8. mysteryscribe

    mysteryscribe TPF Noob!

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    I thought this was the non technical issue thread. Composition is a non technical issue like the telephone pole in the head.
     
  9. LaFoto

    LaFoto Just Corinna in real life Staff Member Supporting Member

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    You're right, Charlie, this is about non-technical errors.
    And mine has been to place my subjects into the very centre of the photo for ages. For years and years and years. And I did not get why after a while I began to find all my own pics boring. Flowers: nice DOF, blurred backgroud, flower in focus - but smack in the centre of the picture.

    I still find today that when I have to focus with difficulty (low light/moving objects) I place them right in the centre of the photo (or have a person's eyes exactly on the dividing horizontal line of the frame). :roll: Oh yeah ... the chances to make such mistakes are neverending.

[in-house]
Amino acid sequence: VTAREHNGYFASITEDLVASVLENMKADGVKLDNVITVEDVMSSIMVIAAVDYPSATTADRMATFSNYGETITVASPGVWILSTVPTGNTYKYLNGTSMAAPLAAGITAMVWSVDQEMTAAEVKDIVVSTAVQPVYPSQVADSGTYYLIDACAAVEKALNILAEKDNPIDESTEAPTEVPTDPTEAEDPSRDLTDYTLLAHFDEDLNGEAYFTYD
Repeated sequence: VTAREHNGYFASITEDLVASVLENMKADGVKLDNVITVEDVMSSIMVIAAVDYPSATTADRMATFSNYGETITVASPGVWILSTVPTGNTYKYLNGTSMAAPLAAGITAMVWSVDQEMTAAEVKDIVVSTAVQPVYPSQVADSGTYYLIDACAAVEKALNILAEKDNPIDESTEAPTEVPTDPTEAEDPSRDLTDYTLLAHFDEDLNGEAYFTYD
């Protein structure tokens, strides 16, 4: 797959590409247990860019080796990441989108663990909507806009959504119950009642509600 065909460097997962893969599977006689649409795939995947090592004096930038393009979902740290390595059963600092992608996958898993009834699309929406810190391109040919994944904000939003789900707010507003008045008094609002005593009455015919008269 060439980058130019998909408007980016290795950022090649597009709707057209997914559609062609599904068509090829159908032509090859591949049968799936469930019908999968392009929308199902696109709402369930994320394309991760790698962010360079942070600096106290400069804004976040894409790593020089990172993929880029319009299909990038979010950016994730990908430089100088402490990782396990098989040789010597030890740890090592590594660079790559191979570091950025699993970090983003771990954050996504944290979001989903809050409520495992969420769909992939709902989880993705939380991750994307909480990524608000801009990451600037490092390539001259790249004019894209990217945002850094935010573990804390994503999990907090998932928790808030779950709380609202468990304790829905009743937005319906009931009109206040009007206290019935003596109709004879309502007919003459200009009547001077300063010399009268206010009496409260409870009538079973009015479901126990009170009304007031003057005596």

But I do take about 35% vertically framed photos, mind ;) ;) ;). (Had to type that word for ONCE, just for our mysterious scribe whose spelling makes me think of .... ah, let's leave that... ;)).
     
  10. ksmattfish

    ksmattfish Now 100% DC - not as cool as I once was, but still

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    Of course, this is exactly what photographers said when roll film was introduced. Photographers used to coating and processing their own glass plates in the field considered film to be a crutch.
     
  11. ksmattfish

    ksmattfish Now 100% DC - not as cool as I once was, but still